Politics

An interview with Nevada candidate Sharron Angle: ‘I’m mainstream’

She says the Department of Education is unconstitutional, the United States should withdraw from the United Nations, a flat tax should replace the income tax and a free-market alternative should be established to cut social security.

Democrats may label Republican Sharron Angle as extreme, but the Tea Party darling running for the U.S. Senate in Nevada says she thinks most people agree with her — and not the Democrats — on the role of government.

“I think that I have the mainstream record,” said Angle, running in a tough GOP primary to take on Democratic Sen. Harry Reid, in an interview with The Daily Caller. “I think the silent majority, which is really represented by this Tea Party movement, has begun to speak.”

But can such a platform of legislative desires — that undoubtedly fires up conservatives, but has little chance of being legislated — ever turn into law?

“Well I think it depends on the climate of the Congress,” Angle said. “If the Senate and the House of Representatives are dominated by conservatives, they’re very possible.”

Last week, Angle — who was polling in single digits before the Tea Party Express endorsed her — topped a poll of Republicans vying for the Nevada seat for the first time in the campaign.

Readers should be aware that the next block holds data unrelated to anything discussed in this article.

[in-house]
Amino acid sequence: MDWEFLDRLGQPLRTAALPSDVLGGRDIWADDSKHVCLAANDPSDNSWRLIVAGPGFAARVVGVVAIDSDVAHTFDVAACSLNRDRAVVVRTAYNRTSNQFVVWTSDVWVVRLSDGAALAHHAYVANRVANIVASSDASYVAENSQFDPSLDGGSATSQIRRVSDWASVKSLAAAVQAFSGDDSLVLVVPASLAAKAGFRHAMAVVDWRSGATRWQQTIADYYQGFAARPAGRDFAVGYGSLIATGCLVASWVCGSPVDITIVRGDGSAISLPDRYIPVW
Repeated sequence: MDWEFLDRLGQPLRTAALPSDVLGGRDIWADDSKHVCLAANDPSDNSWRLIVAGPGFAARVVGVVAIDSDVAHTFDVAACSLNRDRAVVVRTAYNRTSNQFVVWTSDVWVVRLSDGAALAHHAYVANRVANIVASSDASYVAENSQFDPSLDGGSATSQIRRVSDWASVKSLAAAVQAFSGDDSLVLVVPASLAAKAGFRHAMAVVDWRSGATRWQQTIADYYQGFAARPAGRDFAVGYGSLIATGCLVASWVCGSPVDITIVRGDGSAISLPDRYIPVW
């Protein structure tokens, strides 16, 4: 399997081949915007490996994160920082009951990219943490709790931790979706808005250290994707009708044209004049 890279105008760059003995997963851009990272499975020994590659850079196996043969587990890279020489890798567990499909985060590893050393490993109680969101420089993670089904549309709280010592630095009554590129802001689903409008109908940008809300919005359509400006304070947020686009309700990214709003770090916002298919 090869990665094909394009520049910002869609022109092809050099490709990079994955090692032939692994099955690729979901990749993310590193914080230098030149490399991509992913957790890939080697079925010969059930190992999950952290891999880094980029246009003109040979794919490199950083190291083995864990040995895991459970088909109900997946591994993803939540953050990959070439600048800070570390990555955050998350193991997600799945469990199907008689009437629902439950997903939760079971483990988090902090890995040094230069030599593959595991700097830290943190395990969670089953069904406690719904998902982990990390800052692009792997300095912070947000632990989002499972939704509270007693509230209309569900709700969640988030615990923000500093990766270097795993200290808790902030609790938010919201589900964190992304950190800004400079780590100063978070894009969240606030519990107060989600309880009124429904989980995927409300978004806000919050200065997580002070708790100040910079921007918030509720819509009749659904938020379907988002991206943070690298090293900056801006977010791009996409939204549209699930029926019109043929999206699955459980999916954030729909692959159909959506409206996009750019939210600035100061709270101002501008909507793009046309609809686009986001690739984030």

Reid has mostly taken shots at Sue Lowden, the more establishment Republican in the race. That’s led to speculation that he would rather run against someone like Angle, who he could portray as an extreme Tea Party activist in a general election.

“I’m not sure what Harry Reid’s strategy is, but I know that I’ve always been marginal —you know people have always tried to marginalize me,” Angle said.

She said there’s a “wave of conservatism” sweeping the country and “if Harry Reid thinks that this is unreal, then I think he’s out of touch with what’s going on in this nation.”

If Angle becomes the Republican nominee against Reid, she “certainly” expects that the media will go searching for her flaws, like they did with Kentucky senate candidate Rand Paul. But the largely unknown candidate, at least nationally, said she doesn’t find the media necessarily unfair — it’s just hard to get their attention on conservative causes.

“One of the ways to marginalize us is to not even talk about us,” she said. “I found that to be more the case. That is harder for us to break in to the media and to get that earned media as a conservative.”

Angle — who said she’d model herself on Sen. Jim Demint, Sen. Tom Coburn and Rep. Mike Pence — said she’s cautiously optimistic about a win in Nevada’s June 8 primary.

As for her relationship with the establishment GOP? “I’ve always had a collegial, but not agreeable relationship with ‘good ole boy’ politics and party machinery on both sides. I think that’s what’s really wrong with this country is that we’ve been letting establishment politics as usual to take the reins of this country and I’ve been fighting back against that mentality for years.”

Especially in this political climate, it’s good to be anti-establishment candidate, she said.

“It’s always been an asset for me. That’s who I am.”

The Daily Caller’s Monique Hamm contributed to this report.

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